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How Does a Hold Harmless Clause Work in the Construction Industry?

Construction work, by its very nature, is a high-risk type of business. It usually isn’t a matter of if a loss occurs, but when and how much. When a loss does occur, such as an electrical wiring fire, all the parties involved with the project generally point the finger at the other parties.

In the construction industry, having a hold harmless clause in a contract is one way that a specific party can ensure that another party involved shares, or pays the cost of, an incurred loss. General contractors and owners commonly use hold harmless clauses to reduce their exposure to risk, thereby helping them maintain lower insurance premiums.

Hold harmless clauses can be like a cat and mouse game. The owner applies pressure to the general contractor, then the general contractor pressures the subcontractors. The subcontractors then pressure their subs, with each attempting to get their share of express indemnification into the contract during the process.

Express indemnification is a written agreement in the contract that will secure or protect a person from the legal responsibility of a loss. Essentially, it holds a person harmless and a person responsible. The indemnitor is the named person taking responsibility for a potential loss or risk. The indemnitee is the named person to be protected. There are generally three types of these clauses used in construction contracts. Be cautious, as some of these clauses can even be found within the fine print of a purchase order.

A Type Three, also called a comparative fault clause, will hold the indemnitor liable for the loss or extent of loss he/she causes. For example, a contractor could agree an owner will be harmless in any claims related to the project, but only to the degree the claim was partly or entirely caused by the omissions or negligent acts of the contractor.

A Type Two, also called an intermediate form clause, is the most commonly used. The indemnitor assumes all the risk unless the indemnitee is attributed as the lone cause of risk. For example, a contractor could agree an owner will be harmless from any claims related to the project if the claim is caused partly or entirely by an omission or negligent act by the contractor and without regard to if the claim was caused in part by an omission or negligent act by the owner.

A Type One, also called a broad form indemnity clause, involves the indemnitor holding the indemnitee harmless from risk, even if the indemnitee is the cause of the entire loss. For example, a contractor might agree to hold an owner harmless for any and all claims related to the project, without regard to whether or not the owner’s negligence was the sole cause of the claim.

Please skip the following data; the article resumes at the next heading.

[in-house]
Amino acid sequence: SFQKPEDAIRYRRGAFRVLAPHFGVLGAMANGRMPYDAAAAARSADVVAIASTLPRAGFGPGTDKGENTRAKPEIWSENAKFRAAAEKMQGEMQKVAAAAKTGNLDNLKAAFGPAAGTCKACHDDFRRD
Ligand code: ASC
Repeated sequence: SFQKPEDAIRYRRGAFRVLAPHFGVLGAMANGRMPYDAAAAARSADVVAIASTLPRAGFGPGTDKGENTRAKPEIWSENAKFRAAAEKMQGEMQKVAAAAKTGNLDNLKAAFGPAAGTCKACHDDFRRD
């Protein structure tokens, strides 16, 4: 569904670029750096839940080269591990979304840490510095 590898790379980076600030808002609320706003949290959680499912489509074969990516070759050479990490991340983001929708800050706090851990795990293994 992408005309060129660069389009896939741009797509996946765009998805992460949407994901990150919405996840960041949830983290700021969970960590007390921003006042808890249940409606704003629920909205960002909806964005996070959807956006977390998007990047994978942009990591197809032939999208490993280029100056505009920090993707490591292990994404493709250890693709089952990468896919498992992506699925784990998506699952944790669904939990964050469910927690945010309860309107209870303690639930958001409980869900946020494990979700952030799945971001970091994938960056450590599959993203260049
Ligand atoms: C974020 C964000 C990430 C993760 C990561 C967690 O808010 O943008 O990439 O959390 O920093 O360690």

Due to the fact that construction is such a highly competitive business, many subcontractors and contractors often feel forced to assume total liability on a construction project, regardless of fault, in order to win the bid for the project. The contractor can easily go bankrupt if an accident happens with losses more than the contractor can cover. Many states have sought to protect the construction industry by passing laws that limit the types of clauses allowed in contracts. In most cases, the state where the work is being performed will be the applicable state law. For example, a company in Michigan wrote a construction contract with an intermediate form clause for work to be done in Delaware. A loss occurred and the Michigan company attempted to hold the contractor responsible through the clause. Even though Michigan recognized such clauses, Delaware didn’t and threw it out.

Overall, those at the top of the ladder, such as the owner and general contractor, favor hold harmless clauses. After all, they only benefit by leveraging blame downward. For the subcontractors at the bottom of the ladder, these clauses are much less appealing. While a common part of the doing business in the construction industry, having a hold harmless clause with a general contractor or owner that has a reputation for unsafe operations or excessive demands might not be the best idea. Consult with your attorney for more information.

Hoffman Stewart & Schmidt, P.C. provides the information in this newsletter for general guidance only, and does not constitute the provision of legal advice, tax advice, accounting services, investment advice, or professional consulting of any kind. The information provided herein should not be used as a substitute for consultation with professional tax, accounting, legal, or other competent advisers. Before making any decision or taking any action, you should consult a professional adviser who has been provided with all pertinent facts relevant to your particular situation. Tax articles in this e-newsletter are not intended to be used, and cannot be used by any taxpayer, for the purpose of avoiding accuracy-related penalties that may be imposed on the taxpayer. The information is provided “as is,” with no assurance or guarantee of completeness, accuracy, or timeliness of the information, and without warranty of any kind, express or implied, including but not limited to warranties of performance, merchantability, and fitness for a particular purpose.

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